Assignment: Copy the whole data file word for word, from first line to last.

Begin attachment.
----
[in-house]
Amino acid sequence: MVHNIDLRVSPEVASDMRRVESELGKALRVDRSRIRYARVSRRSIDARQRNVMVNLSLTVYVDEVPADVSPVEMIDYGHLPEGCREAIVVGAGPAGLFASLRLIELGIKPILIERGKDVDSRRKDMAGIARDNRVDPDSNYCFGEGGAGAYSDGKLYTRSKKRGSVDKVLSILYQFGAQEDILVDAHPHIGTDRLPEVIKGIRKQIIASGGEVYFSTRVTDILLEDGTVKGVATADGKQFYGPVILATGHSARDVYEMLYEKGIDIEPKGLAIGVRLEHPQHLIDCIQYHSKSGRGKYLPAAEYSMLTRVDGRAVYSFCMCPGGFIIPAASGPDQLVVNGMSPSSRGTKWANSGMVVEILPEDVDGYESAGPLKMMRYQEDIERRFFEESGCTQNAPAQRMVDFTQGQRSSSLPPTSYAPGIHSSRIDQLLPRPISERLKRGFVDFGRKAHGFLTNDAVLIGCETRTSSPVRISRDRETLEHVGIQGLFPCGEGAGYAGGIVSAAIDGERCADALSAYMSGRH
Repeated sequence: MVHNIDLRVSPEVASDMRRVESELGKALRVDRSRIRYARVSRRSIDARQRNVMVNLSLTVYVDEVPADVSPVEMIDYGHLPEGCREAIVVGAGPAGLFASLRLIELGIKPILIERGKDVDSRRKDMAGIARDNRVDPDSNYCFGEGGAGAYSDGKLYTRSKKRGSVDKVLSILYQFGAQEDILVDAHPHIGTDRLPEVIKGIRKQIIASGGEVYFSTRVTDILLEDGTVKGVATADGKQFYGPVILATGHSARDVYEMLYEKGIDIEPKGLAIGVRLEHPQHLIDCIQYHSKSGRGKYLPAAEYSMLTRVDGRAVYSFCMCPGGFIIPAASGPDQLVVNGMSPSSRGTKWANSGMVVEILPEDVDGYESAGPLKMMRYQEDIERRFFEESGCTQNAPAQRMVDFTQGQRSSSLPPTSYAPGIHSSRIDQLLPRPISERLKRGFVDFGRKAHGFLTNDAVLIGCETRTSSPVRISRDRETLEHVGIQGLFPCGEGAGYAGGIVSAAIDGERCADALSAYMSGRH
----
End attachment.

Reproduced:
[in-house]
Amino acid sequence: MVHNIDLRVSPEVASDMRRVESELGKALRVDRSRIRYARVSRRSIDARQRNVMVNLSLTVYVDEVPADVSPVEMIDYGHLPEGCREAIVVGAGPAGLFASLRLIELGIKPILIERGKDVDSRRKDMAGIARDNRVDPDSNYCFGEGGAGAYSDGKLYTRSKKRGSVDKVLSILYQFGAQEDILVDAHPHIGTDRLPEVIKGIRKQIIASGGEVYFSTRVTDILLEDGTVKGVATADGKQFYGPVILATGHSARDVYEMLYEKGIDIEPKGLAIGVRLEHPQHLIDCIQYHSKSGRGKYLPAAEYSMLTRVDGRAVYSFCMCPGGFIIPAASGPDQLVVNGMSPSSRGTKWANSGMVVEILPEDVDGYESAGPLKMMRYQEDIERRFFEESGCTQNAPAQRMVDFTQGQRSSSLPPTSYAPGIHSSRIDQLLPRPISERLKRGFVDFGRKAHGFLTNDAVLIGCETRTSSPVRISRDRETLEHVGIQGLFPCGEGAGYAGGIVSAAIDGERCADALSAYMSGRH
Repeated sequence: MVHNIDLRVSPEVASDMRRVESELGKALRVDRSRIRYARVSRRSIDARQRNVMVNLSLTVYVDEVPADVSPVEMIDYGHLPEGCREAIVVGAGPAGLFASLRLIELGIKPILIERGKDVDSRRKDMAGIARDNRVDPDSNYCFGEGGAGAYSDGKLYTRSKKRGSVDKVLSILYQFGAQEDILVDAHPHIGTDRLPEVIKGIRKQIIASGGEVYFSTRVTDILLEDGTVKGVATADGKQFYGPVILATGHSARDVYEMLYEKGIDIEPKGLAIGVRLEHPQHLIDCIQYHSKSGRGKYLPAAEYSMLTRVDGRAVYSFCMCPGGFIIPAASGPDQLVVNGMSPSSRGTKWANSGMVVEILPEDVDGYESAGPLKMMRYQEDIERRFFEESGCTQNAPAQRMVDFTQGQRSSSLPPTSYAPGIHSSRIDQLLPRPISERLKRGFVDFGRKAHGFLTNDAVLIGCETRTSSPVRISRDRETLEHVGIQGLFPCGEGAGYAGGIVSAAIDGERCADALSAYMSGRH